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It’s eXPiry time

Posted 5 years ago in Advisors by
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Microsoft has again called time on Windows XP with a 12 month countdown till support expires. They note the 11-year old operating system is still on almost 14% of computers in New Zealand, or half a million PCs, and to be fair they’ve released a variety of upgraded operating systems since.

I admit to being a hold-out at home with an old laptop that probably can’t handle the new systems – but I have other Apple computers to choose from as well so I’m running that one to the ground.

However, in the business space the support and security of computers is critical and we can sympathise with Microsoft in wanting to be shot of XP – there’s been a lot of technological development in that 11 years, not the least of which has been in the whole app concept and the cloud.

With Xero’s exposure to the small business sector, it’s worth pulling up our stats to see what is happening with XP and other operating systems. We have data sourced from Akamai – a snapshot of the past three months hits to the Xero application, excluding traffic to our mobile application and excluding traffic to our mobile domains from devices such as iPads. We presented earlier data in an October blog post as well so we can compare the two.

First up we can see that Windows XP is 15.41% of the traffic, headed off by the dominant Windows 7 at 52.93% and Mac OSX on 19.67%. Windows 8 has made an appearance on 3.64%, behind Windows Vista on 5.12%. It’s a drop for XP from 21.77% in October, while Windows 7 is up slightly and Vista is slightly down.

Business lag

We also have counts from recent logins to the application globally. Over the last 7 days there were 15.5% of customers, so that is pretty much in line with what Microsoft are seeing. However, over the 24 hours to Monday just 12% of logged in users are on Windows XP.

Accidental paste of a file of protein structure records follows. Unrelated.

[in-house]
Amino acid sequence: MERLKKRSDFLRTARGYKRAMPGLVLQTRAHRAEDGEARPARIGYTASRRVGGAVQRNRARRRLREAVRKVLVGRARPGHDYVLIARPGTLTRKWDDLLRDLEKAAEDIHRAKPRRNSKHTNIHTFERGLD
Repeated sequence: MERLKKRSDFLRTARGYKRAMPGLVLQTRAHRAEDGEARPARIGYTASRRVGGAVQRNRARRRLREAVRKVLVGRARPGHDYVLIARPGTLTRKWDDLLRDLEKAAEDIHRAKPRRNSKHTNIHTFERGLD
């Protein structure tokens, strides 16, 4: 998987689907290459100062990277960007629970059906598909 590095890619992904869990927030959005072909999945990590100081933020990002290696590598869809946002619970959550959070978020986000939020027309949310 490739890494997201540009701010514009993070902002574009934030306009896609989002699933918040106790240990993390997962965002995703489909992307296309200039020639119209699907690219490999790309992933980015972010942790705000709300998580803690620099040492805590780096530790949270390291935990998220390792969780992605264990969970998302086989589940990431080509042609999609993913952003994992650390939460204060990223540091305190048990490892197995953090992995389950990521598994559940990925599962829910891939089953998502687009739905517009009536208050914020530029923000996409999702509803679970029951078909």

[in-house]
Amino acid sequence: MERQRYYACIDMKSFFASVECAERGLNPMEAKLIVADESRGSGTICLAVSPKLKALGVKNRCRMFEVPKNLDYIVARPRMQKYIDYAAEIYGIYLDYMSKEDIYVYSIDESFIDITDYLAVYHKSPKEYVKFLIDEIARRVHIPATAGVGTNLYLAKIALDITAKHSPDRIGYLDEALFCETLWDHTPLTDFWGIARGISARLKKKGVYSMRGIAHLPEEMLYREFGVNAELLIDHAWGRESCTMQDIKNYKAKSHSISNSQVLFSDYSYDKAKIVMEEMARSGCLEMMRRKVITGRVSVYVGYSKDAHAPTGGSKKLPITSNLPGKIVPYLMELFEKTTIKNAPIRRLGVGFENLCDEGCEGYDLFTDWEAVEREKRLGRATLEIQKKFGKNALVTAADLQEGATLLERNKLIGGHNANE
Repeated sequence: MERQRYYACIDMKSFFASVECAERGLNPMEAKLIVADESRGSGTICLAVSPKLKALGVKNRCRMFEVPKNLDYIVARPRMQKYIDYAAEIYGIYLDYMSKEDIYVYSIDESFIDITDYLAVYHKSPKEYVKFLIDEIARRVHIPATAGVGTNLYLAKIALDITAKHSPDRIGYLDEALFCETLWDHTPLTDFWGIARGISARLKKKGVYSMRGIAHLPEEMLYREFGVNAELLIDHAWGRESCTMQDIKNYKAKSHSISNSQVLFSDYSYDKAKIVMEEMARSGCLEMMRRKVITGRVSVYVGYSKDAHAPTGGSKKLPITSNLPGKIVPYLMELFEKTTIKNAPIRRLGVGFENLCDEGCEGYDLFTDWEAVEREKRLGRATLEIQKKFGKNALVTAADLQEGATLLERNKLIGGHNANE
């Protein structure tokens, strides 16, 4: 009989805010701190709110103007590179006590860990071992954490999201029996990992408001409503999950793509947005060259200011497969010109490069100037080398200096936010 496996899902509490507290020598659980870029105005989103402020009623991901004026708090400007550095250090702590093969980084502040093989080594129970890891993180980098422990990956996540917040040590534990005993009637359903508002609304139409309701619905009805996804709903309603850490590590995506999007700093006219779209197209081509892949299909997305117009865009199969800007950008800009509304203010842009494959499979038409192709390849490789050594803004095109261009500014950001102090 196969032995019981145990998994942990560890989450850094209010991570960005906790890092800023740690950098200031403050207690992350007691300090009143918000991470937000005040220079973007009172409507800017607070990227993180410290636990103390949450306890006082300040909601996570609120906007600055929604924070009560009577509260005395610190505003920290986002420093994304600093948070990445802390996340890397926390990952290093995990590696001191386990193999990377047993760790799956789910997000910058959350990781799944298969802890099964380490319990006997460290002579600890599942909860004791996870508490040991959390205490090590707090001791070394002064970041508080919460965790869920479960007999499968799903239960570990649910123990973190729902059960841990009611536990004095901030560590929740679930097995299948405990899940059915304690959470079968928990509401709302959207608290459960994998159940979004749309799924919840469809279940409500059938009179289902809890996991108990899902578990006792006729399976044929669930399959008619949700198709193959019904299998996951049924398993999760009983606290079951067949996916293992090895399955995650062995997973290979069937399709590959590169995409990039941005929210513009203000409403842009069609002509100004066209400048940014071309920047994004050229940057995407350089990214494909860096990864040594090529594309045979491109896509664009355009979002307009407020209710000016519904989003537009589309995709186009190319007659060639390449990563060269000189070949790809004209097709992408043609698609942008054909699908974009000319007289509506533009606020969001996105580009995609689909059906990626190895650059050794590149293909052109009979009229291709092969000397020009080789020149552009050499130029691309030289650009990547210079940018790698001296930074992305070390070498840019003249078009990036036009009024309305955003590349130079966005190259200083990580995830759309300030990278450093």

The 3% drop during the weekend may indicate that people are being forced to use older machines at work, then log in to Xero from their home computers over the weekend. This would suggest that Microsoft is being more successful in getting consumers to use its newer systems.

While there is a common belief that large corporates, Government departments and Banks are laggards as they face the ROI of changing operating systems at scale, what are the issues for small businesses when it comes to upgrading their software?

We know that many small businesses run Microsoft Office and desktop accounting software, often with expired licenses. Upgrading may mean their old software doesn’t run and they may be forced back onto software maintenance.  

Even worse, keeping desktop accounting software up-to-date can force a need for hardware upgradesWe know moving accounting software is perceived as traumatic so that may also be an impediment. The situation for accountants can be even worse: often server based accounting software is out of maintenance; sometimes people give up updating; and turning off Windows 2003 or Small Business Server and XP would be a complete platform change.

Cloud is the key to move on from XP

With the growing use of the cloud there is a silver lining. If you are becoming less dependent on desktop applications, you may not need the highest specifications of memory and hard disk. You have more freedom too on what operating system to use because it is the browser’s capability that becomes more important and the key browsers run across different operating systems. Start with an audit of what your PCs are capable of running. Some of those older computers may just have to go – others may be salvageable with a newer operating system.

Businesses want to use well supported operating systems and computers, and developers want to simplify their lives too. When you take into account the security and support issues that XP users are facing it’s a no-brainer that we need to shift off Windows XP in the work world. Not to mention that for Internet Explorer users, on Windows XP you are unable to upgrade past IE8.

Acknowledging that for many small businesses there will be cost issues involved, it’s time to start making transition plans. Be proud of how you’ve milked that asset. But it’s time to let go –  cloud solutions are going to save you loads of time and money now anyway.


Siva Sivakumar
April 9, 2013 at 11.27 am

Its not surprising to see Win 7 still is the dominant OS considering Accountants and business professionals still predominantly use PCs to run other Windows based accounting systems and office productivity applications.

I presume the “Other” refers to iOS and Android operating systems. Give it a year and they will be separate bars on the graph.

Rob Stewart
April 9, 2013 at 12.59 pm

If you’re going to change OS surely the only one worth changing to is ChromeOS. Any other OS you’re simply swapping a full OS for another, in which case you might as well stick with Windows because of the low hardware costs.

Anthony Wardley
April 9, 2013 at 4.38 pm

Very interesting, but not overly surprising. I’d be interested to see the same information for Xero with the mobile OS’s included to see what sort of impact that is having.

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